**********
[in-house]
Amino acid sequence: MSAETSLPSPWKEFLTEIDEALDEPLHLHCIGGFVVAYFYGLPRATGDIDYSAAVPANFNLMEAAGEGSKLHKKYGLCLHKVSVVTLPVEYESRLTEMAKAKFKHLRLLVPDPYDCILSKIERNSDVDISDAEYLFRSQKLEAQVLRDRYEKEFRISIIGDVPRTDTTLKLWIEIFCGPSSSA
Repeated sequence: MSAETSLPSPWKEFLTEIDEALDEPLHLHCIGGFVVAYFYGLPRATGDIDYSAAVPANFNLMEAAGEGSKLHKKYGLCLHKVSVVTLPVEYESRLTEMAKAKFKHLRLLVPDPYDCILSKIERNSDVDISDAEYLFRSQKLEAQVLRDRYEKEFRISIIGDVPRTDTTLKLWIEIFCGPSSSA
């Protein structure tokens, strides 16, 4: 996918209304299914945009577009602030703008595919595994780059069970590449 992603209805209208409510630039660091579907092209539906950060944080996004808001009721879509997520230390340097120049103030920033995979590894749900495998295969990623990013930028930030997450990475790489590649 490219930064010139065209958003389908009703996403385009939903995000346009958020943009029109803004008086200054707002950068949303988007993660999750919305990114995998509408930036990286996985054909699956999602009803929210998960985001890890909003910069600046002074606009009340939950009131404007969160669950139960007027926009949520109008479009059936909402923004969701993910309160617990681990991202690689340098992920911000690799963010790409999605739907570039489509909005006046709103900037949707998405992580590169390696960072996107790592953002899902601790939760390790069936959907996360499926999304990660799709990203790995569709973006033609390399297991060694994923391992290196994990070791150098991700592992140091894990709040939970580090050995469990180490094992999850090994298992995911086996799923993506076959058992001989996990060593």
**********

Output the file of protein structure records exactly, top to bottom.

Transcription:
[in-house]
Amino acid sequence: MSAETSLPSPWKEFLTEIDEALDEPLHLHCIGGFVVAYFYGLPRATGDIDYSAAVPANFNLMEAAGEGSKLHKKYGLCLHKVSVVTLPVEYESRLTEMAKAKFKHLRLLVPDPYDCILSKIERNSDVDISDAEYLFRSQKLEAQVLRDRYEKEFRISIIGDVPRTDTTLKLWIEIFCGPSSSA
Repeated sequence: MSAETSLPSPWKEFLTEIDEALDEPLHLHCIGGFVVAYFYGLPRATGDIDYSAAVPANFNLMEAAGEGSKLHKKYGLCLHKVSVVTLPVEYESRLTEMAKAKFKHLRLLVPDPYDCILSKIERNSDVDISDAEYLFRSQKLEAQVLRDRYEKEFRISIIGDVPRTDTTLKLWIEIFCGPSSSA
């Protein structure tokens, strides 16, 4: 996918209304299914945009577009602030703008595919595994780059069970590449 992603209805209208409510630039660091579907092209539906950060944080996004808001009721879509997520230390340097120049103030920033995979590894749900495998295969990623990013930028930030997450990475790489590649 490219930064010139065209958003389908009703996403385009939903995000346009958020943009029109803004008086200054707002950068949303988007993660999750919305990114995998509408930036990286996985054909699956999602009803929210998960985001890890909003910069600046002074606009009340939950009131404007969160669950139960007027926009949520109008479009059936909402923004969701993910309160617990681990991202690689340098992920911000690799963010790409999605739907570039489509909005006046709103900037949707998405992580590169390696960072996107790592953002899902601790939760390790069936959907996360499926999304990660799709990203790995569709973006033609390399297991060694994923391992290196994990070791150098991700592992140091894990709040939970580090050995469990180490094992999850090994298992995911086996799923993506076959058992001989996990060593």